Monthly Archives: May 2017

The Value of Part-time Jobs for Teens

IntraLogoTMMany parents today would agree that their teens have a sense of entitlement. With many TV shows glorifying teens that have extravagant lives, parents are inundated with the idea that their teens should be pampered and deserving of the most expensive clothes, cars and the latest and greatest technological gadgets.

The societal pressure on parents today to ensure their teen is keeping up with everyone else’s teen greatly hinders their child’s ability to learn many valuable life lessons, most importantly, working hard for what they want. A part-time job not only imparts this valuable lesson but also helps teens reap the following long-term benefits as well.

Time Management – Balancing school and work teaches teens the importance of prioritizing and managing their time wisely. Learning this early on will greatly help them in a few years when they leave the day-to-day security of home and head off to college. A part-time job also sets them up with the necessary skills to eventually leave the nest completely, branching out into the real world of full-time employment and all the responsibilities of being an independent adult.

Resume Building – Knowing how to fill out a job application and building a resume helps teens get ahead of the crowd. Being able to have a list of work experience goes a long way on a teen’s college application as well as when he or she eventually seeks full-time employment. It shows both prospective colleges and employers that a teen is a motivated, hardworking and well-rounded individual, and sets them apart from other applicants with no work experience/history.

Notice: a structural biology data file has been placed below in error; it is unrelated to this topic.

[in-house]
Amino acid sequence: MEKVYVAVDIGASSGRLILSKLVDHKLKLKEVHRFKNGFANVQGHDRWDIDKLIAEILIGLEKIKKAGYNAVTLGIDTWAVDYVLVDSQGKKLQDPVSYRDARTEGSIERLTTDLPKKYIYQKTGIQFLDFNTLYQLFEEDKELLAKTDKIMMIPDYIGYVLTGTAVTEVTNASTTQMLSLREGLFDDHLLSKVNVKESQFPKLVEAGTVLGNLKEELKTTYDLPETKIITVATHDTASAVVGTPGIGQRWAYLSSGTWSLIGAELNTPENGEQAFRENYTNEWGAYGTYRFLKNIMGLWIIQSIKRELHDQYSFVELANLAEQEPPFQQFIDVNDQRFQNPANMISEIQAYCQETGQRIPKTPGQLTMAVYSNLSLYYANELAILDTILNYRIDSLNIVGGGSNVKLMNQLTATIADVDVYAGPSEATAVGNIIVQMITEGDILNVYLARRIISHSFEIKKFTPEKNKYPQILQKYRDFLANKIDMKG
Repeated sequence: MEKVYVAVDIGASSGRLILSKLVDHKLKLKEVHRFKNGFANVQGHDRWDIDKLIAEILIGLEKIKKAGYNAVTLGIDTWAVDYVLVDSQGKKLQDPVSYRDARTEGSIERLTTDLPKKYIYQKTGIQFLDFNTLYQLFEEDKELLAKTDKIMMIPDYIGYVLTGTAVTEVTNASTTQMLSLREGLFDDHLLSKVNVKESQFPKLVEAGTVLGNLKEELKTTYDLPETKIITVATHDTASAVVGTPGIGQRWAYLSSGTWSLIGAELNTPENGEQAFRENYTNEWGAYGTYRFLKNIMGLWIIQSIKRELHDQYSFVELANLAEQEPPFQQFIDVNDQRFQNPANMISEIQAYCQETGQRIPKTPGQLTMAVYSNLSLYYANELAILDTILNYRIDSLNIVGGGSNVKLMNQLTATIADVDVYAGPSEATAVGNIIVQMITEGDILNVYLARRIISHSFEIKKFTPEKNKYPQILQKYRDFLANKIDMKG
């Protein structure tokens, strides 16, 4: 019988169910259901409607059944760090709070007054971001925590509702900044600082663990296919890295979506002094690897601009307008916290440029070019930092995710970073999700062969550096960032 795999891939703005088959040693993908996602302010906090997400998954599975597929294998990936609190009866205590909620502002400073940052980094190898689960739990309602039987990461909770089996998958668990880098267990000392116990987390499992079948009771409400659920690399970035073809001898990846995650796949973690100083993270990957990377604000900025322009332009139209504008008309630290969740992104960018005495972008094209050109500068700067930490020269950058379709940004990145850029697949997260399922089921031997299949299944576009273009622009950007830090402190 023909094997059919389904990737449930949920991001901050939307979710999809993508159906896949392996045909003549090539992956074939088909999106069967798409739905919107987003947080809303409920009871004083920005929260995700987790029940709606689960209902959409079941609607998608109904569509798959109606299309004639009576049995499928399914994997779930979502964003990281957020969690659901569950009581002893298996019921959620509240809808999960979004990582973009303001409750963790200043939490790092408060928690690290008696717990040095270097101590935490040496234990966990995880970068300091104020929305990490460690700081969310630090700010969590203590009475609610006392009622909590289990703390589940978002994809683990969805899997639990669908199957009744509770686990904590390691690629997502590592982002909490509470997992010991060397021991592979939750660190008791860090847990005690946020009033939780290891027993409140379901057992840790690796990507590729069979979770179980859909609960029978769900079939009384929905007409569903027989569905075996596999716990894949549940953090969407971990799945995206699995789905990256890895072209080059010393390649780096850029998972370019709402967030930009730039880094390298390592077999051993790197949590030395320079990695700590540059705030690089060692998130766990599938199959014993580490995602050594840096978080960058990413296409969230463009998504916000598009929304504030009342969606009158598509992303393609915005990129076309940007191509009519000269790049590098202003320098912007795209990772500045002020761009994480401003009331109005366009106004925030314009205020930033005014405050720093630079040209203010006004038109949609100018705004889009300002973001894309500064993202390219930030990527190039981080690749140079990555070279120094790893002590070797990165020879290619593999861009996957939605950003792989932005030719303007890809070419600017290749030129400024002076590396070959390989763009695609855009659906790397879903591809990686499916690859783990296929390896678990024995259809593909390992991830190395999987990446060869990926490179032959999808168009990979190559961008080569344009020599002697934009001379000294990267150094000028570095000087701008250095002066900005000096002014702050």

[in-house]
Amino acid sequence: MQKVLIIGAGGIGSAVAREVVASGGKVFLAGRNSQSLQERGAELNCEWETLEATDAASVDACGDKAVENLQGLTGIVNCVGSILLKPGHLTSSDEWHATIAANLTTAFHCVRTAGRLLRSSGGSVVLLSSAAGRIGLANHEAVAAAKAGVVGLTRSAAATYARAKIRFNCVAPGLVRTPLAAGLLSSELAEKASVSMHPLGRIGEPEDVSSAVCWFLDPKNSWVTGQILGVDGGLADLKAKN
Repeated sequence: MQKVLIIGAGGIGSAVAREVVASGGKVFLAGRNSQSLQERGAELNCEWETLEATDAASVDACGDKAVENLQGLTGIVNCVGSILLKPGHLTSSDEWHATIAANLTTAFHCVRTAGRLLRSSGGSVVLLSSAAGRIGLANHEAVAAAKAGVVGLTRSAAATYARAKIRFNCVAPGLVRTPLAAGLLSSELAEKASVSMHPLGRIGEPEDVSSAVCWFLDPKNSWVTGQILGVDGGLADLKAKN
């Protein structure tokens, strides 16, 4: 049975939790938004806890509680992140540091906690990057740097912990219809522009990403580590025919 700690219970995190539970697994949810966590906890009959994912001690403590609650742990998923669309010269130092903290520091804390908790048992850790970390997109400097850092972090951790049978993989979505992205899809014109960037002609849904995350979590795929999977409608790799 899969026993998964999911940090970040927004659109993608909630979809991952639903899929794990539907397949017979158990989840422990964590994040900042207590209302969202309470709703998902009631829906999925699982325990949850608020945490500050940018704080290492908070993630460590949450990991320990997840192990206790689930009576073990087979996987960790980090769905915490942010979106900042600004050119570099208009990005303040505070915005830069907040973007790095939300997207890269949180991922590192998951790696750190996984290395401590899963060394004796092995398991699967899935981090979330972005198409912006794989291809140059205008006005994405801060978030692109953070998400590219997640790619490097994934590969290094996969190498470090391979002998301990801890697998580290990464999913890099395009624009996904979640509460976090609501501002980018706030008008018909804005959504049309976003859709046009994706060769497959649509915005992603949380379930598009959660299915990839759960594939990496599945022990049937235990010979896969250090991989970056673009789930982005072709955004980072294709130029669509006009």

Financial Independence – Many of us remember our first summer job and the sense of pride in earning our first paycheck. There was a feeling of satisfaction when we were able to buy something we wanted with our own hard-earned money. It’s no different for teens today.  Bringing in a paycheck allows teens to learn how to manage money, their money, and rely on themselves and not their parents for certain purchases (parents should discuss the particulars of these purchases with their teens ahead of time…e.g. clothes, gas, car insurance, entertainment, etc.). Learning to manage money is a life skill everyone needs to have, and the earlier, the better.

Learning to Save – Most employers today direct deposit their employees’ pay. So, if your teen hasn’t already done so, it’s time to set up a checking account. This is also a great time to set up savings account for your teen, mandating that a portion of their pay automatically go into savings. This instills the imperative, long-term life skill/behavior of saving.

An Introduction to the Tax Man – A teen’s first experience with the “tax man” comes with their first job. They quickly learn that no matter how old they are or how much they earn, they have money withheld in the form of income taxes. In addition, they will also learn the importance of April 15th, filing their tax return, and mostly likely, the excitement of receiving a tax refund.

Developing Long-term Life Skills – By having a part-time job, a teen quickly learns the importance of teamwork and effective communication skills. These skills are transferrable to almost any career or life experience. In addition, teens learn other critical skills like showing up on time and taking responsibility.

A Hard Work Ethic – Unfortunately, hard work is becoming more undervalued, especially with teens. However, if we want our teens to mature into productive, independent adults, we must teach them that hard work is an admired and respected trait, as well as one that they must possess to survive in the big world.